“The ski resorts play an important economical part for the tourism industry in Switzerland for international guests but especially also for the domestic market. Spending time in the winter wonderland of the Swiss Alps – the largest and most beautiful outdoor fitness centre – not only during Christmas but during the whole winter season is very important for people in Switzerland, with skiing often being called the ‘national sport’ of Switzerland,” said Myriam Ziesack, head of communications for the Swiss Tourist Board.
Elsewhere in Europe, it was announced on Friday that Austria will enter a third national lockdown on Boxing Day, with shops, restaurants, theatres, museums and schools closed until January 18. However in a ray of hope for Austria’s keen skiers, ski resorts will be allowed to stay open.
Earlier this month the Government announced that skiing would be possible from December 24, for local people only. Under the new lockdown rules, rather than a federal ban, the decision to close resorts has been given to each of the country’s provinces, who will assess whether resorts can operate based on the number of hospital beds available – the same approach to the one adopted in neighbouring Switzerland. So far, none have decided to postpone their planned reopening on Christmas Eve.
“Despite stricter corona measures, ski resorts in Tirol are allowed to open again on 24 December, but under strict safety conditions,” said Elena Protopopow, marketing manager at the Austrian Tirol Tourist Board. One new rule across Austria is that people will be required to wear a certified FFP2 face mask, rather than a ski buff or material mask, inside lifts, where capacity has been reduced by half.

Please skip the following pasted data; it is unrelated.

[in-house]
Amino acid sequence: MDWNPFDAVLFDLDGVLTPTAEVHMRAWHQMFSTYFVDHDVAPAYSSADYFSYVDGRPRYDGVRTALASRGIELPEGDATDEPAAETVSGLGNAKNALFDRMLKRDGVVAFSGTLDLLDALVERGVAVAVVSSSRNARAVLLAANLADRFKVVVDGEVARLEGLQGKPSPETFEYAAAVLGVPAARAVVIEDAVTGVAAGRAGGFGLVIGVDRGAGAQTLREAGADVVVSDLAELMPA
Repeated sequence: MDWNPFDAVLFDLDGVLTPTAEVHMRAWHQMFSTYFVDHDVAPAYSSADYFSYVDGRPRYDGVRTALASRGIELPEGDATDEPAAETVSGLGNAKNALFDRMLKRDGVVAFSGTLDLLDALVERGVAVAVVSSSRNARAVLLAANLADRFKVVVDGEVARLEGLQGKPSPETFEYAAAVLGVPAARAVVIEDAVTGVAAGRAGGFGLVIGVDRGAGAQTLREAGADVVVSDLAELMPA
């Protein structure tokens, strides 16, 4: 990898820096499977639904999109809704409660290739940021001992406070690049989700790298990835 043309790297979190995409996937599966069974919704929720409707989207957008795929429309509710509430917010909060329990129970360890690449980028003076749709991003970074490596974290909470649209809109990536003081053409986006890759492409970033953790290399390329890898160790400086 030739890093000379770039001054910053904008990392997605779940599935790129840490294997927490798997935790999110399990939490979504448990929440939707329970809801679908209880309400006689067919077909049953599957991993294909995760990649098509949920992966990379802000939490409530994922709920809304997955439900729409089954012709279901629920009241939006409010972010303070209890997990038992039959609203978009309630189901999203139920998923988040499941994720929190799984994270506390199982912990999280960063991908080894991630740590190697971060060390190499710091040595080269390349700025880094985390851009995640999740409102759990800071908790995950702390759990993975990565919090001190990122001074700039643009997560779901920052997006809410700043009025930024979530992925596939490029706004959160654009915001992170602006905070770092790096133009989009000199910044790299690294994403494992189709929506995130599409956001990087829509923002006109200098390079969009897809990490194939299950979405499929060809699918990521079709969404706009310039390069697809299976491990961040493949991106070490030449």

Protopopow is optimistic that the mountains won’t be desert this Christmas, as resorts hope locals will “take the opportunity to do sports in the fresh air.” However many “don’t expect a big rush because of the lack of guests from abroad,” which is set to have a potentially devastating impact on local economies.
“Every third Euro in Tirol is earned in tourism and every fourth job depends on tourism. Small businesses in the gastronomy and hotel industry will suffer greatly,” said Protopopow, who confirms businesses will be allowed to reopen and international visitors welcomed by January 18 2021, depending on the effectiveness of the third national lockdown.
In the remaining major European ski destinations, Germany has already announced a national lockdown over the Christmas period, which limits family gatherings to just five people, cancels all carolling, parties and bans the drinking of alcohol outdoors. Its ski resorts are already closed. Meanwhile France lifted its national lockdown on December 15, but ski lifts in the country remain at a standstill until January 7. Resorts in Sweden, Norway, Finland, Bulgaria and northern Spain are open but for locals only.
Since Boris Johnson announced Tier 4 restrictions for people in London and the South East of England on Saturday, it is now near-impossible for Britons to ski in Europe, until further notice. Following the UK’s announcement of the new mutated strain of coronavirus, countries have begun to close their borders to British nationals and suspend air travel with the UK, including Switzerland, Austria, France and Italy.